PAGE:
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Friday Grab Bag: Getting Behind Obama and McCain

What is it with the back of Barack Obama's head? I've noticed that news photographers love it. The current Newsweek is the latest publication to feature the side of the Democratic candidate's head that doesn't have a mouth, nose or eyes:

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I've seen similar photos elsewhere. It's become a trope during coverage of this campaign. So, what's up? Part of it might be that Obama is simply recognizable from that angle. If so, why? It doesn't seem like the shape of his skull is that distinctive. In fact, it seems well proportioned and nicely symmetrical. Of course, there are the ears.

His ears are certainly a prominent feature, although to my eye they look bigger from the front than the back.

Or is it simply that Obama possesses one huge distinctive feature in the context of presidential politics: that he's African American. Is that a rare enough thing that in any political setting--especially against a backdrop of balloons or a crowd or a huge American flag--a black head will instantly be "read" as Obama's?

I think there have been some white politicians that this sort of shorthand would work for, Ronald Reagan, for instance. With that shock of blue-black hair--resembling the saturated Benday dots of a comic book hero--he could be recognized from the behind. I haven't seen nearly as many shots of John McCain from the back as Obama, but there is one on the front page of today's Washington Post:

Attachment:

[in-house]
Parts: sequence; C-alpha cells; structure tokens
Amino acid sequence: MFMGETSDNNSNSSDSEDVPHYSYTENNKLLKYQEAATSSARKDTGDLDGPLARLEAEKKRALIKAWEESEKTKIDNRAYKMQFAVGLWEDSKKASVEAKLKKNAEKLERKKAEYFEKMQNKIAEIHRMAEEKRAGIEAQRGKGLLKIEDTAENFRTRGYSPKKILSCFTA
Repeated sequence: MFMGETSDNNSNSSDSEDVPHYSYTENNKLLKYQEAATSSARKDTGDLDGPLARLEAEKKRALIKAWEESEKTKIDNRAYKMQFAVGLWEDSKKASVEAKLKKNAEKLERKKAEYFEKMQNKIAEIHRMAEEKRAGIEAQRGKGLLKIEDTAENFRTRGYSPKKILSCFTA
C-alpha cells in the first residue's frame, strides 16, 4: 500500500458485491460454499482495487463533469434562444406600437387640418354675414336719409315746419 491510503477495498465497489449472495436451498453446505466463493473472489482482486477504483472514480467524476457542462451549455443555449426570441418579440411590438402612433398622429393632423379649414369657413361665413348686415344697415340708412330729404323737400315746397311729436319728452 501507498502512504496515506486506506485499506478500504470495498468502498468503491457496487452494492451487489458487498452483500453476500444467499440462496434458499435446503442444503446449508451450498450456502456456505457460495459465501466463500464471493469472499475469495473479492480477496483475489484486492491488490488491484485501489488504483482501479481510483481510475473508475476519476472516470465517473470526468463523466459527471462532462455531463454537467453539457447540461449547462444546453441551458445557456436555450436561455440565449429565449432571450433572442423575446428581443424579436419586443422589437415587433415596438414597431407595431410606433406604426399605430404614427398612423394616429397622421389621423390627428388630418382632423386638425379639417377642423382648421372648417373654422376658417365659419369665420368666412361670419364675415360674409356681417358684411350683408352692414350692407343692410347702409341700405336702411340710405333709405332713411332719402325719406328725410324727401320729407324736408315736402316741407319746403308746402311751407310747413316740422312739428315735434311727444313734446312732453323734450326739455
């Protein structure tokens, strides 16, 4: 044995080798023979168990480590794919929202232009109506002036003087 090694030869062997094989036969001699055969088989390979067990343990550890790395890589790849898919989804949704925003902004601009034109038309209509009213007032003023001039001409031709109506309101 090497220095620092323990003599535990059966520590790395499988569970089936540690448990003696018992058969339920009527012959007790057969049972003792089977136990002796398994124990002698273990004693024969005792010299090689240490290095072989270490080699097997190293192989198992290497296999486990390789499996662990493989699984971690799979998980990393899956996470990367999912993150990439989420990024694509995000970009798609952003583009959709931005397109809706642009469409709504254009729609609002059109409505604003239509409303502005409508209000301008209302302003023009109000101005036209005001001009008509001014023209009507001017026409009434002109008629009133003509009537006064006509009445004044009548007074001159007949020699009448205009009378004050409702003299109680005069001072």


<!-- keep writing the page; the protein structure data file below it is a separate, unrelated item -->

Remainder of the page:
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Women politicians--like women generally--have more interesting hairdos than men and so we can tell a Hillary Clinton from a Sarah Palin from behind. What's interesting about images of Palin, though, is what some photographers choose to focus on:

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The caption doesn't even mention Palin's name, but a well-turned ankle and a peeptoe pump are all we need to know it's her.

BritNews RoundUp
When I lived in England I delighted in the interesting ways the British press covered the, um, news and the odd stories that came from that island nation. I'll try to keep you entertained informed with this weekly feature. According to the Daily Mail, an English eBay customer is being threatened with a libel lawsuit after leaving bad feedback after a transaction. Chris Read said he received the wrong cell phone and that it was chipped and scratched. Vendor Joel Jones says he wants the negative comments retracted. Wrote the Mail: "Mr Jones claims the unfavourable comments have damaged his business. The legal missive goes on to warn Mr Read that if he fails to retract his comments he will be dragged to court where he faces costs, lawyers' fees and damages."

Michael Gambon, the 68-year-old English actor who plays Albus Dumbledore in the Harry Potter movies, still has some magic in his wand. According to the Daily Telegraph, his girlfriend is pregnant. Also in the Telegraph: "'Little terrifying faces' discovered on broccoli". Another reason to avoid broccoli?